To that end, I thought I would focus today on the demise of the Sun Microsystems (NASDAQ:SUNW) trade we have been following lately. After building what looked like a solid base through the month of July, SUNW looked like it would likely be trapped in a $14-23 trading range, a good candidate for LEAPS covered calls. So after deciding to play the stock in the LEAPS Portfolio, I decided to use it as a case study for our Covered Calls discussions in this column. I won't rehash our entries into either the LEAP or Covered Call sides of the trade -- interested readers can access those articles via the following links: Trade Management - The Key To Trading Success and LEAPS Covered Calls Trade Management - Target:SUNW. Rather, I think the important thing to cover here is how we would have exited the play last week when the company disappointed investors with its dismal mid-quarter conference call.
When we initiated the Portfolio play on SUNW in late July, we set our stop at the $12.50 level, just below the April lows. The thinking that went into that setting was that if SUNW were to break the April lows, it would be a very negative technical development; one that would clearly motivate us to be out of the play. As covered in the above-referenced articles, the first cycle on the Covered Call strategy went off without a hitch, allowing us to keep the accumulated premium and leaving us in a holding pattern as we waited for the price to pop up from the $13.50 level and give us another opportunity to sell calls.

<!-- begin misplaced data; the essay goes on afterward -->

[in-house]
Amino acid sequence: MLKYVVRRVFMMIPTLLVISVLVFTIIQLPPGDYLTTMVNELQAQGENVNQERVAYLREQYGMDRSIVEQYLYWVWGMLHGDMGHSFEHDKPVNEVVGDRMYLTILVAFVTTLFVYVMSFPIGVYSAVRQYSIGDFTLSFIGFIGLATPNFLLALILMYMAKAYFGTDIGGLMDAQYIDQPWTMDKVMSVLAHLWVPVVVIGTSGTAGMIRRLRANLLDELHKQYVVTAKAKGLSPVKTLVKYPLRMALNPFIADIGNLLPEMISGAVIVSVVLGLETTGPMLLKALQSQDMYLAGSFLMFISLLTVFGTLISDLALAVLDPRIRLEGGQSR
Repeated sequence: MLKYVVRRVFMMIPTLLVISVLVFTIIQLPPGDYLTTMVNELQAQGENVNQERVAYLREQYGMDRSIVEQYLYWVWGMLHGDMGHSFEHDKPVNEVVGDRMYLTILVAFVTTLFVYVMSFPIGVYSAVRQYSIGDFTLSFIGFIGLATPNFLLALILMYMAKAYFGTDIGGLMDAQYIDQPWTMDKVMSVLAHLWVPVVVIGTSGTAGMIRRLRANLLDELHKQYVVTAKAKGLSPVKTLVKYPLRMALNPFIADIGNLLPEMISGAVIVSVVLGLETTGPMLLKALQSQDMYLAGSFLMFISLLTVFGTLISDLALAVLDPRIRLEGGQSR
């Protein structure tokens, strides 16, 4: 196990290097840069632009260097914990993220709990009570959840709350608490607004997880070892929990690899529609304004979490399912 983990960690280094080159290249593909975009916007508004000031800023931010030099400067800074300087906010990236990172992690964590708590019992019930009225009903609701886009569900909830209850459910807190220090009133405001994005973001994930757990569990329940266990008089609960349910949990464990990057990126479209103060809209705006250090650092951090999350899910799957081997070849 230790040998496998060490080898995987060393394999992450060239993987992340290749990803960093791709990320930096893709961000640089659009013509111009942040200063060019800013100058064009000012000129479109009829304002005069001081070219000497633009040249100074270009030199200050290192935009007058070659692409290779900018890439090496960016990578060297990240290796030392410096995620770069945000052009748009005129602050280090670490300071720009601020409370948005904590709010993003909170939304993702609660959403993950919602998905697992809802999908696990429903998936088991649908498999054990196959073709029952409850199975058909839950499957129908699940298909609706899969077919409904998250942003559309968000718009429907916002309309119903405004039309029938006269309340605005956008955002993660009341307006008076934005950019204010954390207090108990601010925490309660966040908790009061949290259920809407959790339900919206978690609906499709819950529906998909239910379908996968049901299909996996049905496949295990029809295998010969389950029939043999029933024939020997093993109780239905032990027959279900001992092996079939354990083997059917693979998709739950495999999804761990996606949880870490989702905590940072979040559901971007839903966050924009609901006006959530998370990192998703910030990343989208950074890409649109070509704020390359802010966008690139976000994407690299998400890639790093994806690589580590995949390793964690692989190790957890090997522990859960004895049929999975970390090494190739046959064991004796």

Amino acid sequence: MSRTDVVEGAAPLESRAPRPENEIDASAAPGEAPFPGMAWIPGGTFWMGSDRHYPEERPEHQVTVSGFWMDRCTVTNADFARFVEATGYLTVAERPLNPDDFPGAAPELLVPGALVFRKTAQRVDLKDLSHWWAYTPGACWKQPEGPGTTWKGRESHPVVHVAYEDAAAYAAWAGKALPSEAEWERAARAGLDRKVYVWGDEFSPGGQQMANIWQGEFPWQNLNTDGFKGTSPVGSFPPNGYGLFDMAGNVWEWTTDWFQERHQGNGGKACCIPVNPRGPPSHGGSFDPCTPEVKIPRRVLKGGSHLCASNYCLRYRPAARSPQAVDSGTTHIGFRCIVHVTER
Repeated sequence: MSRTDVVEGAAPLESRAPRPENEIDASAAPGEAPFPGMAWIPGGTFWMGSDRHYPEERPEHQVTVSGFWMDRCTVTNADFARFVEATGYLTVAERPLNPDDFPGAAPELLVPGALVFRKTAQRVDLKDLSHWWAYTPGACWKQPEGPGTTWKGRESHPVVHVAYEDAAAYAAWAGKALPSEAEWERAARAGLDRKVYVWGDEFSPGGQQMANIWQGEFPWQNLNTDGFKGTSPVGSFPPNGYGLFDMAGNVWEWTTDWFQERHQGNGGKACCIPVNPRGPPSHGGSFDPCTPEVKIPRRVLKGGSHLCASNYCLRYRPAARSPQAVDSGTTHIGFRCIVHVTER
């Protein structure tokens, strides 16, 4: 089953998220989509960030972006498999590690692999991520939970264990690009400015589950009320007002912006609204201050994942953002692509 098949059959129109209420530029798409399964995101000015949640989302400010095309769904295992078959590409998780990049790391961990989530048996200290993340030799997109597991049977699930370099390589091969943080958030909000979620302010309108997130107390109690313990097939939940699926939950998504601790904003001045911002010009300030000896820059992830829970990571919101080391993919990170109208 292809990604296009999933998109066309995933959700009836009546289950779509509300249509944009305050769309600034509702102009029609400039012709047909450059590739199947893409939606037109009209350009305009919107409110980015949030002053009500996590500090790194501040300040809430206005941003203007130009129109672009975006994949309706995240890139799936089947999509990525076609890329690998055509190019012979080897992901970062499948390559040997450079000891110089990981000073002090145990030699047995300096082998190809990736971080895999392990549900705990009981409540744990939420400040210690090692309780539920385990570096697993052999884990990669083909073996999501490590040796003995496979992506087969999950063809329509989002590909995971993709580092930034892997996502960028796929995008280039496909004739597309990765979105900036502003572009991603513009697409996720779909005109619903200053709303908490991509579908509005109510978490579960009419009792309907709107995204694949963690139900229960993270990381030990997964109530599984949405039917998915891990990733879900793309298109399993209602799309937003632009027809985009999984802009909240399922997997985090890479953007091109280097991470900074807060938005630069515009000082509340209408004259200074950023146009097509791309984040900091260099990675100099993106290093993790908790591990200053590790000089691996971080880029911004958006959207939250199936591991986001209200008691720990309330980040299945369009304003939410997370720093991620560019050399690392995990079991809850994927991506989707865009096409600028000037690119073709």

That's where we were last week as SUNW issued their mid-quarter update...a conference call that was far from stellar. Since we didn't have an open Covered Call, the trade management only had to be applied to our SUNW LEAP. If our stop was violated, then we would want to exit the play, and that is exactly the situation we were faced with the day after SUNW's conference call. The stock opened well under $12 and proceeded lower from there. Holding onto the stock below that level falls into the category of Blind Hope, which has no relationship with good money management.